‘of official rectitude and his abilities
. as a politician, the good doctor is not
{a sound diagnostician of p blic taste
.in this department of literature. We
{know of no record in recent political
, history that has been studied more at-
tentively, or with keener appreciation
of its significance, than that oleagin-
ous serial which opened with the
Tale of Teapot Dome and has just
Poss Swrisied with the Sequel of Salt
no small degree to those episodes
' contributed by Mr. Hoover’s campaign
manager himself. His procedure was
vital in the development of the plot—
; using that word in its literary sense.
He was called upon last January to
renew for an additional five years a
contract under which the Government
had been selling a vast output of oil
from its Salt Creek field below the
market price. He did so, upon being
' advised by the solicitor of the Depart-
ment that the buyer’s option was in-
vulnerable. :
Now, under ordinary circumstances
that might be excused as 4 mere act
of routine, having adequate legal en-
dorsement. But the fact is that the
conditions were abnormal! and Dr.
Work’s decision, far from being a
matter of casual routine, was taken
in the face of vehement protests that
it would continue an illegal diversion
of public funds.
He knew that the contract was con-
ferred by Albert B. Fall upon a com-
pany controlled by Harry F. Sinclair
and Robert W. Stewart—three of the
outstanding figures in the oil lease
{ He knew that the renewal option
was an advantageous provision not
| offered to other bidders.
{He was aware that those excluded
| bidders were clamoring for a chance
| to buy the Governments oil at higher
| prices.
Jie Yay warmed tha jhe deal Soul
‘not stand a leg: § pass
Horny Gen-
“scrutiny of an honest A
; eral.
{ Yet while the persons involved and
the facts disclosed and the whole noi-
some record of oil lease corruption
made this a case that cried aloud for
+ vigilance, he refused to take counsel
with the Department of Justice, over-
‘rode all objections, and turned over
reore millions to the exploiters.
Now the Attorney General, forced
to act after more than seven months
. of delay, has ruled that the contract
was illegal from its inception, and
| that his fellow Cabinet officer promot-
ed a deal which was palpably invalid.
| Dr. Work deceives himself. Even
if the people had found topics more
entrancing than the old oil lease
cases, he has revived their flagging
interest even more effectually than
; he renewed the Fall-Sinclair contract.
| Good Business.
From the Harrisburg Telegraph.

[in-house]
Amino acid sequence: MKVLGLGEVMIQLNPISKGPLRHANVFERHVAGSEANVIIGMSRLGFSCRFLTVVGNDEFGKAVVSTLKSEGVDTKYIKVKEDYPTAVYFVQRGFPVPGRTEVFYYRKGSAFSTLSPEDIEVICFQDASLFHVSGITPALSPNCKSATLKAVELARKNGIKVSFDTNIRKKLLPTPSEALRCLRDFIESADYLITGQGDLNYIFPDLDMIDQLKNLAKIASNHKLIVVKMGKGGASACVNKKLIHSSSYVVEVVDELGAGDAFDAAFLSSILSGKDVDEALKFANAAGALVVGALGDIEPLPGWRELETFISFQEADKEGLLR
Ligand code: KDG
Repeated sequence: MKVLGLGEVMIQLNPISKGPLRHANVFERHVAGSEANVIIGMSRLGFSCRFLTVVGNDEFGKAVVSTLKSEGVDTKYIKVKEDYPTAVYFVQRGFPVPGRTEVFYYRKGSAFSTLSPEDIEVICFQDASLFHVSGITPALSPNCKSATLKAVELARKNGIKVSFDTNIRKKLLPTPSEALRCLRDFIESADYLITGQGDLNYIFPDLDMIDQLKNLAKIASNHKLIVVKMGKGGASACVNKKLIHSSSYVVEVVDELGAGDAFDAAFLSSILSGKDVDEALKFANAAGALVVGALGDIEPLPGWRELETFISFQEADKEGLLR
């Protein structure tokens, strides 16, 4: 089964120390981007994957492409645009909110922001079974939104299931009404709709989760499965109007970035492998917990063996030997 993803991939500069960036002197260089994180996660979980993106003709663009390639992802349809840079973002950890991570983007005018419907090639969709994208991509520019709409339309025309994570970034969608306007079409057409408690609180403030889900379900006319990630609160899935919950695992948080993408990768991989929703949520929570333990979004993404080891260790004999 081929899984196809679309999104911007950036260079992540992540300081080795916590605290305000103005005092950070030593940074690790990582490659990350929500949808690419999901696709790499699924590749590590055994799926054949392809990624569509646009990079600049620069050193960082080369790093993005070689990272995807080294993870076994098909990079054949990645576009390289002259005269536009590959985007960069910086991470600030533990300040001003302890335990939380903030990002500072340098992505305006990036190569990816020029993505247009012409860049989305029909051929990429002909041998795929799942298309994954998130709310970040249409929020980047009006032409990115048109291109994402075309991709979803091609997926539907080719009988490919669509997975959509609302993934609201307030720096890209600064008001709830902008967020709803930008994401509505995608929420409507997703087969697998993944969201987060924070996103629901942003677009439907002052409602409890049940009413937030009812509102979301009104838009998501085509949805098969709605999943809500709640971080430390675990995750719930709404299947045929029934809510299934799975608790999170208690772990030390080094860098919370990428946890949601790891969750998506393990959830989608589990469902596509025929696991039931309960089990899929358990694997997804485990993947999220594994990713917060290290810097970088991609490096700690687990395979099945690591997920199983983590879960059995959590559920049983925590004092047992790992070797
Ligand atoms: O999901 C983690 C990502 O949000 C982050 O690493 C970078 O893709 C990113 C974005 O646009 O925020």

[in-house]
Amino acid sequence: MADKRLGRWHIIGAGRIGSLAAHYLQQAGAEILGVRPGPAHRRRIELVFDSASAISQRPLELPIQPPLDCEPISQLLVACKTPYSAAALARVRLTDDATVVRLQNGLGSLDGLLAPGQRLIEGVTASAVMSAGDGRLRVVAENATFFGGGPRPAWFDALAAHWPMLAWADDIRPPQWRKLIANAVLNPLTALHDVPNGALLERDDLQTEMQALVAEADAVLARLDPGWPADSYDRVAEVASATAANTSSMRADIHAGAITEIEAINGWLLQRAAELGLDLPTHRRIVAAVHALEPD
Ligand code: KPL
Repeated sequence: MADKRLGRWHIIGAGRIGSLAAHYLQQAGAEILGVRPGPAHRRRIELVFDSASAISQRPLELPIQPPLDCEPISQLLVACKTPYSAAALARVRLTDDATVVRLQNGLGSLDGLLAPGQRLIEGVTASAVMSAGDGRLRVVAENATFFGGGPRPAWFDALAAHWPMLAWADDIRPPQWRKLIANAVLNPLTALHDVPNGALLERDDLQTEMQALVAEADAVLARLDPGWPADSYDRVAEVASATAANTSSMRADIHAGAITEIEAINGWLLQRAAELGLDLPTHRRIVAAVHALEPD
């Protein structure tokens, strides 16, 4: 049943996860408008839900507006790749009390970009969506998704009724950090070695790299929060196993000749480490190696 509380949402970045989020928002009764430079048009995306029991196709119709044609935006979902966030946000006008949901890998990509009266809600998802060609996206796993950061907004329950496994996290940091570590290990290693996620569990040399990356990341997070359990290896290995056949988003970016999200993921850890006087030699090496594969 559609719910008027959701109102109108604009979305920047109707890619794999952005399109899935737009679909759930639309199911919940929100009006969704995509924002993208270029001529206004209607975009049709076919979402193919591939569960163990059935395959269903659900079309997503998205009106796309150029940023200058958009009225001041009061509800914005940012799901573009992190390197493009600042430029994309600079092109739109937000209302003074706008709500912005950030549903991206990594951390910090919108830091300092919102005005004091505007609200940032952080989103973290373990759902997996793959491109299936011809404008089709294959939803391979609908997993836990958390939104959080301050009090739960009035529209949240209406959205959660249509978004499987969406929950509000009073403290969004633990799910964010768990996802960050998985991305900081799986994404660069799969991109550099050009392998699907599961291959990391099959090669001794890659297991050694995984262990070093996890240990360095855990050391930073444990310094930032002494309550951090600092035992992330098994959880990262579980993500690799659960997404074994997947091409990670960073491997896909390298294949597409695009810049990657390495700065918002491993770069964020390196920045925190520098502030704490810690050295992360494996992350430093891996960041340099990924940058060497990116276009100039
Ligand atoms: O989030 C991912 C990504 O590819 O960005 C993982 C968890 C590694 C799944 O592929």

State College is nothing if not prac-
tical. For years previous to the gen-
erous treatment accorded it by the
present administration it struggled
along under a heavy handicap, but
doing good work nevertheless.
For example, it originated and de-
veloped what is now known over the
world as “Pennsylvania 44 wheat.” |
The farmers who used this seed last
year received for their crop a sum of
$2,000,000 in excess of what they
would have received had they planted
the ordinary varieties.
| This is greater than the annual
State appropriation to the college for
all its work.
i And yet argriculture is only one
branch of the college’s activities.
| What might it not do to add to
' wealth and improved living conditions
in Pennsylvania if it had the vast
sums that many another State insti-
: tution of the kind receives as a mat-
. ter of course?
| Abolishing Fee System.
| From the Reading Times.
{ There's a ray—just a mere ray—
{of hope for the abolition of the
| iniquitous fee systen: showing on the
| The State Salary Board will recom-
{ mend to the next Legislature that lo-
i cal governments be given the power
i to fix the salaries of their own offi-
i cials and employees.
i Unless there are strings tied to
this recommendation of which we
have not heard, and it is intended
i to cover county as well as city, that
: means that the commissioners of
| Berks could at one fell swoop put all
| the aldermen, justices of the peace
and constables on a salary and elim-
; inate forever the present practice of
' provoking and prolonging litigation
| for the sake of fees.
| ——The State employees were
| “maced” for $360,000 for the Repub-
lican campaign fund and the Governor
| practically “held the bag.”
———— ep en ms a——
——Governor Smith may not carry
Pennsylvania but it’s costing the Re-
publicans a lot of money to prevent
that result.
Moreover, its importance is due in |
‘ ington Mills, Columbia county, was in the
: garden of her home picking some toma-
toes when she heard a growl behind her
but paid no attention to it. A moment
or two later she heard both a growl and
a sniff and looked up to see a big black
bear in the garden and only a few feet .
from her. The bear remained a short time
and went across several fields towards
Jonestown mountain.
—Another industry has been added to